Letters to the Editor | Letters to the Editor | Seven Days | Vermont's Independent Voice

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Letters to the Editor 

Published October 14, 2009 at 3:16 p.m.

Life after Douglas

What’s wrong with Vermont Life [Vermont Life’s ‘Advisors’ Worry Its Troubles Could be Terminal,” October 7]? One question, one answer: Jim Douglas! Everything he and his little sycophant Neale Lunderville touch ends up a disaster: Vermont Life, Fairpoint, the DOC with its disturbing rise in questionable deaths, the whole gamut. His penchant for hiring people and making decisions based purely on political expediency and how the RNC will view him is ruining Vermont. Thank God he is stepping down. I have a piece of advice for Governor Doesless: Jim, when your term is over, retire from politics, get the hell out of Vermont, go back to Massachusetts and become the used car salesman you were destined to be, as you sure have sold Vermont a lot of lemons.

Christopher Hill


Hear Today, Gone Tomorrow

I moved to Vermont in January 2009 and found the absolute best radio station ever — WCLX [“Nothing But Static: Longtime Album Station Goes Silent,” September 30]. My daily travels are not the same without Musicheads Radio. It is too bad the listeners were not asked to help support the station. The decision to pull the plug is definitely not in the highest good for all. I hope a solution is found soon.

Cheryl Noble


Listening Rights

The rights invoked by Ghosts of Pasha [“Know Your (Copy) Rights,” September 23] are those of the composer, not the publisher. The composer has sole possession of the right of attribution and to pursue payment of mechanical royalties on cover versions of their compositions recorded by a third party under the compulsory mechanical licensing scheme provided by the copyright law. That is, so long as they have not assigned these and other rights to a record label or some other third party. If so, it is the third party who may pursue enforcement of the rights mentioned above. One does not have the right to bar another from recording a cover version of a composition under his/her control, so long as that cover remains somewhat true to the original composition. Some changes in arrangement are permitted under the law. A publisher has the right to collect hard copy publishing royalties, as well as public performance royalties, among others. The publishers’ rights do not encompass the ability to bar others from covering their compositions in a public forum, so long as such use is not associated with another usage beyond simple performance and the third party has a license as provided by, in this case, ASCAP.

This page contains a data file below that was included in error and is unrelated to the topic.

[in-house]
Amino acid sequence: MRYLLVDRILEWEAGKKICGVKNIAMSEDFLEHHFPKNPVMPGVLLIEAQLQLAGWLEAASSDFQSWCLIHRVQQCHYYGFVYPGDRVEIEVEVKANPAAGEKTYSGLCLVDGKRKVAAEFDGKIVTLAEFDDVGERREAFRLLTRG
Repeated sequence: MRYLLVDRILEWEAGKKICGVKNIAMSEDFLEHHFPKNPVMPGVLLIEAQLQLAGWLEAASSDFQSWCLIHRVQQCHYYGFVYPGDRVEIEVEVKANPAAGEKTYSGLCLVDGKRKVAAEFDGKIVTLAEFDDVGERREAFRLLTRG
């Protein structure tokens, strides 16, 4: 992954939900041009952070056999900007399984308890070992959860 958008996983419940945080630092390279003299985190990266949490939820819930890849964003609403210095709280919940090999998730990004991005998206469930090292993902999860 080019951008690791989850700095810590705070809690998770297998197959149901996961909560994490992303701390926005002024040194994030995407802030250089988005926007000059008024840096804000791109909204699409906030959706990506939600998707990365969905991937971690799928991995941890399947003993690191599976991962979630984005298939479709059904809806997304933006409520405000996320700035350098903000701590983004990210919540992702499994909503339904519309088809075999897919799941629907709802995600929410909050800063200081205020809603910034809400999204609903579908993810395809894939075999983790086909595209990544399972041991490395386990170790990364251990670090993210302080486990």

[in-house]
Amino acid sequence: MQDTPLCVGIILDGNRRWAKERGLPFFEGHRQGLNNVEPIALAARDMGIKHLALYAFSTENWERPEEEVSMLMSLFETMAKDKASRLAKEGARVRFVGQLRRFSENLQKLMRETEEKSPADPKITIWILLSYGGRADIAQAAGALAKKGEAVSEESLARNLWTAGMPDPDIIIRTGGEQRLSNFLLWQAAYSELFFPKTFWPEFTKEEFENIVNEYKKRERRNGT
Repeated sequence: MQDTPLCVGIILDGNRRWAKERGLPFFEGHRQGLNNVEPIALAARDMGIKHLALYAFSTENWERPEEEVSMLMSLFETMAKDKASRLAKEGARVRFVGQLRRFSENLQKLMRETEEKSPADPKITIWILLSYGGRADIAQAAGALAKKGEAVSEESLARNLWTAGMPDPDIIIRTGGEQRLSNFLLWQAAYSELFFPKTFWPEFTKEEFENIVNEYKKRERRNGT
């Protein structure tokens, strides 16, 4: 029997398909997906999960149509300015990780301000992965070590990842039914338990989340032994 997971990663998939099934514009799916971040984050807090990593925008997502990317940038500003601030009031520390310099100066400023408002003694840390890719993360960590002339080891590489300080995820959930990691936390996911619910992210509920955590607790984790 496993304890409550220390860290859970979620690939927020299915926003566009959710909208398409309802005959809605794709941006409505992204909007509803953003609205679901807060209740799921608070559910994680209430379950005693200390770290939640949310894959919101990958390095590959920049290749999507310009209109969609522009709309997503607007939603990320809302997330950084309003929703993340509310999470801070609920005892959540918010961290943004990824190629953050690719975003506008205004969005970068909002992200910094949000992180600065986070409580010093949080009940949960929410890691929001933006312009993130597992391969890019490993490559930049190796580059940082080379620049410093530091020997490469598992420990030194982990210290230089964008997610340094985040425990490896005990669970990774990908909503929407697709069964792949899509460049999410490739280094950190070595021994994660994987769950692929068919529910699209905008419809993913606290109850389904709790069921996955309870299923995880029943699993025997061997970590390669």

Dennis Wygmans


A former Burlington nightclub owner, Wygmans is now a music and entertainment lawyer.

Tasting Tourterelle

I recently had my first dinner at the wonderful new restaurant in New Haven: Tourterelle [“Taste Test,” September 16]. The menu is excellent; there are so many interesting options to choose from that we all had to take time to decide on what to order. You can order a crêpe and salad and spend very little, or order a full-blown French dinner, and even then the prices are fair. Each of us at the table ordered different dishes, and we were all delighted with the food and the presentation. The atmosphere at the restaurant is warm and inviting. I can’t wait to go back.

Diana Fanning


Making His Mark

Ah, yes, those were the good days [“A Vermont Paintball Company Helps U.S. Soldiers Prepare for Battle,” September 30]. Engler has a great Browning we used at the West Point games. He is a fine craftsman, and pays particular attention to the finer details that make the marker look like the authentic article.

Ingo McLean

Valrico, FLa.

Glean Queen

I wanted to write a quick note in response to the much appreciated and informative article on gleaning [“Getting By,” September 30]. Gleaning is an age-old practice being reintroduced to the forefront of Vermont’s food system, and this is a great thing for all of us.

I wanted to correct the author on one point, though. Cooking for Life, the Nutrition Education Program mentioned because of its work in educating limited-resource Vermonters with regard to nutrition, food preparation and food safety, is a collaboration between the Vermont Campaign to End Childhood Hunger and UVM Extension’s Expanded Food and Nutrition Education Program.

Amy Davidson


Davidson is EFNEP Coordinator at UVM.

The Hypocrite Governor